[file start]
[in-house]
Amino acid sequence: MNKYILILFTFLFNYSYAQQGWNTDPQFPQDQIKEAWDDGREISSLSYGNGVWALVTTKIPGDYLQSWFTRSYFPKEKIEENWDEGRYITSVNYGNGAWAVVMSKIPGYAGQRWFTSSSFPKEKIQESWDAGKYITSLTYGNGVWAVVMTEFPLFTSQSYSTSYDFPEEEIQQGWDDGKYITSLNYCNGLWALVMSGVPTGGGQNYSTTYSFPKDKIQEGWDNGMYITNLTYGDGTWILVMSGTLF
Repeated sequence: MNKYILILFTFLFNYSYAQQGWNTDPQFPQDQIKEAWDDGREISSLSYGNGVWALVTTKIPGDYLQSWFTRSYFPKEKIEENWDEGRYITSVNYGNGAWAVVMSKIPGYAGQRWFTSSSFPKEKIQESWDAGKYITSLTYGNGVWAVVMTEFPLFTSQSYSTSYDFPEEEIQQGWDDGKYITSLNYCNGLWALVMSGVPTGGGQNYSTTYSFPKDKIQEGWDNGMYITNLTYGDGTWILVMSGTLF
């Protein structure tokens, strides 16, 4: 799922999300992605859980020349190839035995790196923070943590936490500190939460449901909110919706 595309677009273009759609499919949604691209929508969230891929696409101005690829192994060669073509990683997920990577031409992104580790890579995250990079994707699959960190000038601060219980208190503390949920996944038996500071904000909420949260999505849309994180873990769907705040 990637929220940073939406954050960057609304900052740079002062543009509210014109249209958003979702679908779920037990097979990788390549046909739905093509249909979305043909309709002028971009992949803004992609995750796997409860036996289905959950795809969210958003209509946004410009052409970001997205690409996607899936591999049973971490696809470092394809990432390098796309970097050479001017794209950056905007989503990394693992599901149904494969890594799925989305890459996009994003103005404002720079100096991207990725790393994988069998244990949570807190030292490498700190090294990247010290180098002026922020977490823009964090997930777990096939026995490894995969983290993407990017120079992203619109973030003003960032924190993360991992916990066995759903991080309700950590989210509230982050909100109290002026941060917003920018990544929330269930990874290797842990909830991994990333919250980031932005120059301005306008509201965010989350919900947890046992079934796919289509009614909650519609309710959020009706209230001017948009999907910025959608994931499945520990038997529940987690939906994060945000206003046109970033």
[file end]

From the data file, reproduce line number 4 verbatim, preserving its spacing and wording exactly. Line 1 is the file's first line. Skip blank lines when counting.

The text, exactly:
């Protein structure tokens, strides 16, 4: 799922999300992605859980020349190839035995790196923070943590936490500190939460449901909110919706 595309677009273009759609499919949604691209929508969230891929696409101005690829192994060669073509990683997920990577031409992104580790890579995250990079994707699959960190000038601060219980208190503390949920996944038996500071904000909420949260999505849309994180873990769907705040 990637929220940073939406954050960057609304900052740079002062543009509210014109249209958003979702679908779920037990097979990788390549046909739905093509249909979305043909309709002028971009992949803004992609995750796997409860036996289905959950795809969210958003209509946004410009052409970001997205690409996607899936591999049973971490696809470092394809990432390098796309970097050479001017794209950056905007989503990394693992599901149904494969890594799925989305890459996009994003103005404002720079100096991207990725790393994988069998244990949570807190030292490498700190090294990247010290180098002026922020977490823009964090997930777990096939026995490894995969983290993407990017120079992203619109973030003003960032924190993360991992916990066995759903991080309700950590989210509230982050909100109290002026941060917003920018990544929330269930990874290797842990909830991994990333919250980031932005120059301005306008509201965010989350919900947890046992079934796919289509009614909650519609309710959020009706209230001017948009999907910025959608994931499945520990038997529940987690939906994060945000206003046109970033």